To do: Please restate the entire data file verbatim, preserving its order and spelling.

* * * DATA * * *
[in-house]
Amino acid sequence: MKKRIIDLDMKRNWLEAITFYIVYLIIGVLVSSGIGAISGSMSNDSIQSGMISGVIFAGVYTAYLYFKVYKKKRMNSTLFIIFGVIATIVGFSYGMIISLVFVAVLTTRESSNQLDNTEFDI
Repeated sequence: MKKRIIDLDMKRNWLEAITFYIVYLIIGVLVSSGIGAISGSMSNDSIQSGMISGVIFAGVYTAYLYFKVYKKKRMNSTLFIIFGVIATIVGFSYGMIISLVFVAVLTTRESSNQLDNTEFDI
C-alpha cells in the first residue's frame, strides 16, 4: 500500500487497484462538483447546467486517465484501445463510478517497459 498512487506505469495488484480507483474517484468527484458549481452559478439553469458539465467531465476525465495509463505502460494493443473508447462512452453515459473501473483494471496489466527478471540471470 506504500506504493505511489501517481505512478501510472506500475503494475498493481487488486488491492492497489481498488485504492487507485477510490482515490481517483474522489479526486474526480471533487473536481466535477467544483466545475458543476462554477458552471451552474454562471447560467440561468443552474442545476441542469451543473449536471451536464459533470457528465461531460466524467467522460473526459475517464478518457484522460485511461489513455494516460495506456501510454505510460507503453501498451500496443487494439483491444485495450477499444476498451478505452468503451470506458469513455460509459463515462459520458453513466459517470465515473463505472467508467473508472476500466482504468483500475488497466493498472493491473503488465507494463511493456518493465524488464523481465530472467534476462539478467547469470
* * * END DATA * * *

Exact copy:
[in-house]
Amino acid sequence: MKKRIIDLDMKRNWLEAITFYIVYLIIGVLVSSGIGAISGSMSNDSIQSGMISGVIFAGVYTAYLYFKVYKKKRMNSTLFIIFGVIATIVGFSYGMIISLVFVAVLTTRESSNQLDNTEFDI
Repeated sequence: MKKRIIDLDMKRNWLEAITFYIVYLIIGVLVSSGIGAISGSMSNDSIQSGMISGVIFAGVYTAYLYFKVYKKKRMNSTLFIIFGVIATIVGFSYGMIISLVFVAVLTTRESSNQLDNTEFDI
C-alpha cells in the first residue's frame, strides 16, 4: 500500500487497484462538483447546467486517465484501445463510478517497459 498512487506505469495488484480507483474517484468527484458549481452559478439553469458539465467531465476525465495509463505502460494493443473508447462512452453515459473501473483494471496489466527478471540471470 506504500506504493505511489501517481505512478501510472506500475503494475498493481487488486488491492492497489481498488485504492487507485477510490482515490481517483474522489479526486474526480471533487473536481466535477467544483466545475458543476462554477458552471451552474454562471447560467440561468443552474442545476441542469451543473449536471451536464459533470457528465461531460466524467467522460473526459475517464478518457484522460485511461489513455494516460495506456501510454505510460507503453501498451500496443487494439483491444485495450477499444476498451478505452468503451470506458469513455460509459463515462459520458453513466459517470465515473463505472467508467473508472476500466482504468483500475488497466493498472493491473503488465507494463511493456518493465524488464523481465530472467534476462539478467547469470